LA man joins lawsuit

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Testimony > Robert Manzanares is part of a federal suit in hopes of getting Utah’s adoption laws ruled unconstitutional

By Tris DeRoma

This week, Los Alamos resident Robert Manzanares filed a federal lawsuit against the state of Utah in hopes of getting Utah’s adoption laws declared unconstitutional. He joins the group with 11 other men who feel their rights as single fathers have been violated by the state of Utah.
The group is also asking for no less than $250 million in damages.
Manzanares’ own struggles with Utah came to national light several years ago, when his pregnant girlfriend told Manzanares she was going to Utah to visit her father. She went to Utah, had her baby, then immediately gave it up for adoption to her brother without Manzanares’ advice or consent.
According to Utah’s adoption laws, an unmarried biological father’s permission is not needed if the child is six months old or younger.
He’s been fighting to get full custody of her ever since, fighting custody cases in Colorado (where his daughter was conceived) and Utah since 2007. His daughter will be 6-years-old soon.
 His plan, if and when the custody courts rule in his favor, is to gradually transition her into his home, which he shares with his fiancee, Pennie Gould, as well as their two daughters and young son.
He said he’s currently awaiting a decision out of Colorado for full custody rights, and that decision “could happen any day now.”
As for the federal lawsuit, Manzanares said he filed it for one reason and one reason only, to overturn laws he feels are unfair to unwed fathers and their children.
“I decided to become involved because of what the state of Utah has done to so many fathers and so many children. That’s why I became involved,” he said.
Manzanares knows many of the other plaintiffs in the suit, just because they’ve suffered through the same experiences and have crossed paths as their stories made it onto Facebook or into the local and national media. Manzanares himself has appeared on the “Ricki Lake Show” as well as in other news media outlets explaining his case.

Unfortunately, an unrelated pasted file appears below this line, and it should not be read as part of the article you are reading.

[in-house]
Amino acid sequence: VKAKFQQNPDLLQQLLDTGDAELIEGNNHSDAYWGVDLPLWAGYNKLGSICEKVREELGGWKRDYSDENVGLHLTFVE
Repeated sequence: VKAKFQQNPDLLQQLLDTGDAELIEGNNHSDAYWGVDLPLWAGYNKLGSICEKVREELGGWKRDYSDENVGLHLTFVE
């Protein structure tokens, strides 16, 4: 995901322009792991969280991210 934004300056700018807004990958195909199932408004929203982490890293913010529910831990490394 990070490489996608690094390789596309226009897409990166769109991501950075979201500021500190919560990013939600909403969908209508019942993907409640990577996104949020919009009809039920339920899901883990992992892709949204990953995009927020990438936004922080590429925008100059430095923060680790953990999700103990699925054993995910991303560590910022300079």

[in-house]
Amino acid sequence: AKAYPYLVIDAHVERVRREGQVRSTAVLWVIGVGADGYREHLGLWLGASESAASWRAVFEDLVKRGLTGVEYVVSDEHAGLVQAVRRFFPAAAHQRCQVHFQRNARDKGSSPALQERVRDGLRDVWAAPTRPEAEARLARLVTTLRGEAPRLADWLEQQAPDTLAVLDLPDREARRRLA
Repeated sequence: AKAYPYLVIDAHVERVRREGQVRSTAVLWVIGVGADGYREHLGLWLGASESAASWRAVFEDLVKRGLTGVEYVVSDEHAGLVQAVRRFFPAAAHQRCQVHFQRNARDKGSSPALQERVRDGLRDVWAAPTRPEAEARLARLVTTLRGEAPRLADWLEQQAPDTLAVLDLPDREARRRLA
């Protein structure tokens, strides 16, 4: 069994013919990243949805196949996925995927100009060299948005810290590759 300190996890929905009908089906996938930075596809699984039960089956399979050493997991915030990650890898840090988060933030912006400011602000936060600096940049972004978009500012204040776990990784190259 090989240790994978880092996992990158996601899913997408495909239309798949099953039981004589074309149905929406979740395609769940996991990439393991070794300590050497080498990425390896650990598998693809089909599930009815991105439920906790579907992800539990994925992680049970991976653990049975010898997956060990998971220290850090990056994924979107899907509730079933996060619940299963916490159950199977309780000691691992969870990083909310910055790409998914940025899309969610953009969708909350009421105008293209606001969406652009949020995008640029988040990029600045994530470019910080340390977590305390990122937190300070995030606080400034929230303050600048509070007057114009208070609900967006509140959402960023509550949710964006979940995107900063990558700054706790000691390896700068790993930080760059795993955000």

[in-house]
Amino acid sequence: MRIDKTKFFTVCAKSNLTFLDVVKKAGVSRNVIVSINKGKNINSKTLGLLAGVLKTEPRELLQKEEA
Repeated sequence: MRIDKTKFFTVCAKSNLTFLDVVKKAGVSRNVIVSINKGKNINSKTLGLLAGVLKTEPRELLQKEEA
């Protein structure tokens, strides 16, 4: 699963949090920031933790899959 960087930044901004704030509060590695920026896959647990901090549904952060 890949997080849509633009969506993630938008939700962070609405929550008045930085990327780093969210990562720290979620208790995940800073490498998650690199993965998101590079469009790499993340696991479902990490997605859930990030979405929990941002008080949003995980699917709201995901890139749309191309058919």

“We’ve built bonds has we’ve gone through the same thing, fighting for our children as the state of Utah proceeded to strip us of our right to be with our children. I’ve probably personably bonded with 10 of the 12 fathers on this lawsuit,” he said. “We’re a kind of band of brothers fighting for the same thing. When we get a win we all stand beside each other to assist the other father as much as possible, and when we lose we are there to help each other as well.”
According to Manzanares, there will probably be other fathers joining the landmark suit as well as publicity of the suit spreads.
“We aren’t the only 12 fathers who have lost rights to their children,” he said.
The lawsuit specifically takes aim at Mark L. Shurtleff, Utah’s attorney general from 2001 through 2013 and John E. Swallow, who succeeded Shurtleff as attorney general in 2013. He later resigned that year following an in house investigative report into unethical behavior in matters unrelated to Manzanares’ case.
“In spite of promises by Shurtleff, later endorsed by Swallow, even though they had received numerous written notifications of gross adoption infirmities in Utah, they have done nothing for more than a decade to correct the fraud and deception that has consequently led to the unlawful and unconstitutional removal of children from their biological families, essentially resulting in their kidnapping and highly unethical and disruptive placement into adoptive homes without the knowledge or consent of their biological fathers,” said a statement in the lawsuit.
Manzanares explained the lawsuit in simpler terms.
“I think the number one aim is to overturn these adoption laws, so no other children or fathers have to endure this,” he said.
“Number two, is to make them responsible for something we can’t put a price on. I can’t put a price on seeing her first smile, her first step, saying her first word… you can’t compensate for those damages. Third, she’s missed those opportunities to be with me, to be brought up under my care. I just want to see what Utah is doing, stop.”
Manzanares has set up a website detailing his struggle at illegaladoption.com